Sensitive information is generally afforded a higher level of privacy protection under the APPs than other personal information (for example, see APPs 3, 6 and 7). This recognises that inappropriate handling of sensitive information can have adverse consequences for an individual or those associated with the individual. Mishandling of sensitive information may also cause humiliation or embarrassment or undermine an individual’s dignity.[6] The National Guidelines could include information about entities’ obligations when collecting sensitive information, including the requirement to obtain the consent of the individual (unless an exception outlined at APP 3 applies).[7]

Application of privacy laws across jurisdictions

Australia has existing privacy protections in place both at the Commonwealth level and in most states and territories. These laws will likely apply to organisations involved in automated vehicle trials, in circumstances where data collected or generated by these trials involves personal information. There is potential for entities participating in automated vehicle trials to be subject to varying levels of privacy regulation. Some organisations, particularly start-up companies, may come within the ‘small business’ exemption for the purposes of the Privacy Act[8]. Privacy coverage will also differ where a state or territory government agency conducts the trial.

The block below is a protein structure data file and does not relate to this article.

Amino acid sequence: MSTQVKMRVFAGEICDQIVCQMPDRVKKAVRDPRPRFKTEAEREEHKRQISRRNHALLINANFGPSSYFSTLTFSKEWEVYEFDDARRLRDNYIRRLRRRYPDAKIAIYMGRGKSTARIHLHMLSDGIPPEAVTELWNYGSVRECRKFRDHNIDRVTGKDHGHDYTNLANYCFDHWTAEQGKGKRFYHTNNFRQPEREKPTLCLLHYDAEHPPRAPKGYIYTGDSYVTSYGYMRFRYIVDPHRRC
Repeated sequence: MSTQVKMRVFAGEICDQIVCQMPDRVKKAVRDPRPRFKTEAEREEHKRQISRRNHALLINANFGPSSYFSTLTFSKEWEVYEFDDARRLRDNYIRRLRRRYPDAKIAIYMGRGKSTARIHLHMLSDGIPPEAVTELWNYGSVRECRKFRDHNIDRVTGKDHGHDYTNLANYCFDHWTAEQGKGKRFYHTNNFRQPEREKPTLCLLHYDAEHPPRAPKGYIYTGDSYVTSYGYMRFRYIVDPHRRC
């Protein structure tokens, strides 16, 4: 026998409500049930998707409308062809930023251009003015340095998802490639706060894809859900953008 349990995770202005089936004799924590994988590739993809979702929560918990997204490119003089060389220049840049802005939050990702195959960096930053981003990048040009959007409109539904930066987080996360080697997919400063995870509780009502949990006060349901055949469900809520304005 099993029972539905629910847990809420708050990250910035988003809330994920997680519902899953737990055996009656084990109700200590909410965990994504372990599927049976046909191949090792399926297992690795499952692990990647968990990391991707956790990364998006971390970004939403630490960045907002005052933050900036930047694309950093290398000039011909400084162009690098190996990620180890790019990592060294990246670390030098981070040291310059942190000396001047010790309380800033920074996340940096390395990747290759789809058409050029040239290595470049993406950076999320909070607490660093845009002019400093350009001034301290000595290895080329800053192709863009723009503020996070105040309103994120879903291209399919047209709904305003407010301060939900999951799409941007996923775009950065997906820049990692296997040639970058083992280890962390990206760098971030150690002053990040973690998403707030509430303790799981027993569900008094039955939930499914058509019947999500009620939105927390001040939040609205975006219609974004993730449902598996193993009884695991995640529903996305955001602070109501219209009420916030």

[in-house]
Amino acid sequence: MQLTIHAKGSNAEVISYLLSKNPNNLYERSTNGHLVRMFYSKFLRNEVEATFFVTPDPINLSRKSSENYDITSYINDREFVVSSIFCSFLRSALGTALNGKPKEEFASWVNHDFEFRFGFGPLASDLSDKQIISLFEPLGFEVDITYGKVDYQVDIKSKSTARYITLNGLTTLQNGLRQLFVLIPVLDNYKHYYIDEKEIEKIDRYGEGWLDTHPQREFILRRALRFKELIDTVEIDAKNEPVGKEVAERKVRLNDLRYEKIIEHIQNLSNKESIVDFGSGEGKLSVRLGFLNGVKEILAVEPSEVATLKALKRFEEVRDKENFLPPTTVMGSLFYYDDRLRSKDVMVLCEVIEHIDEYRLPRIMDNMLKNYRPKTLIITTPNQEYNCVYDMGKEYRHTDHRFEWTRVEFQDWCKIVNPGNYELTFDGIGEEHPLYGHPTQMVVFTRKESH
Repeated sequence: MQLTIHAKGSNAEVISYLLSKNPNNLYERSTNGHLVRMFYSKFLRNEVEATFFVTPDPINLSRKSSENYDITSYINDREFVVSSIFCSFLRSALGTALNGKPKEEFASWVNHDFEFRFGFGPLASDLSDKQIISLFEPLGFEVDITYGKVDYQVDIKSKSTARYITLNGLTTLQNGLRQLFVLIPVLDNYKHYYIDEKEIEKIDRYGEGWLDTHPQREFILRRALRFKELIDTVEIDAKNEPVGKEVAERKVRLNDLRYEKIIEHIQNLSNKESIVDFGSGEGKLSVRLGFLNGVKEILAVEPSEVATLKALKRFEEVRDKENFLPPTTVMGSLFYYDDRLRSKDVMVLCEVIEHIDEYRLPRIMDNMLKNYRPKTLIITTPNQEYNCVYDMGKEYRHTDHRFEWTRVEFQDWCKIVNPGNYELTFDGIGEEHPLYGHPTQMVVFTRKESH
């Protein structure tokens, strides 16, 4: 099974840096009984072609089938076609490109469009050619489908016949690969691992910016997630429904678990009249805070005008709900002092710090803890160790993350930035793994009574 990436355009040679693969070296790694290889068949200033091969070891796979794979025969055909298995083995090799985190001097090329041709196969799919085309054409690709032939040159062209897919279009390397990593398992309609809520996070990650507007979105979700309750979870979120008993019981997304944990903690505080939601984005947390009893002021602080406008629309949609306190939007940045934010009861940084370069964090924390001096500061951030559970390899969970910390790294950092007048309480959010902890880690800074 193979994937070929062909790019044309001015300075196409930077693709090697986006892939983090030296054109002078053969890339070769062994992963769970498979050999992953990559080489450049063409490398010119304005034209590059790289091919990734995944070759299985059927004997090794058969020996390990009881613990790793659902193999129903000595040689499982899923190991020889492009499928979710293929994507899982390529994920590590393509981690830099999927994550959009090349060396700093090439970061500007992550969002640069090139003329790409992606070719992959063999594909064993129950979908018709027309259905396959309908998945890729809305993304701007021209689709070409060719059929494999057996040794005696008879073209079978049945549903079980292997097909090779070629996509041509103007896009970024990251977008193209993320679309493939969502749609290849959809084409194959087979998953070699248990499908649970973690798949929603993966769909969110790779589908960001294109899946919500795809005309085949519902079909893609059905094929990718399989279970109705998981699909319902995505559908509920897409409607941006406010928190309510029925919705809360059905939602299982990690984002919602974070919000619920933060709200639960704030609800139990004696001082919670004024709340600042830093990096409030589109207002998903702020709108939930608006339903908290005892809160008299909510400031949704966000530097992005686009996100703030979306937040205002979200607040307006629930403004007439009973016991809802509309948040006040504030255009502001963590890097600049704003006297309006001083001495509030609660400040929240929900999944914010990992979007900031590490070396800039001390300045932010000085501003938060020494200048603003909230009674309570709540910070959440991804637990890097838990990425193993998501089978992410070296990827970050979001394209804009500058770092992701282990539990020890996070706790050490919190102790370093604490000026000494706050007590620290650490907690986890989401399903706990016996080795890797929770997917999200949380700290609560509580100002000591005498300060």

I support the position taken in the discussion paper that the National Guidelines will explicitly state that all trials will be required to comply with existing privacy laws and principles. However, I am of the view that the National Guidelines should also require businesses participating in automated vehicle trials that are not covered by privacy laws to comply with the APPs.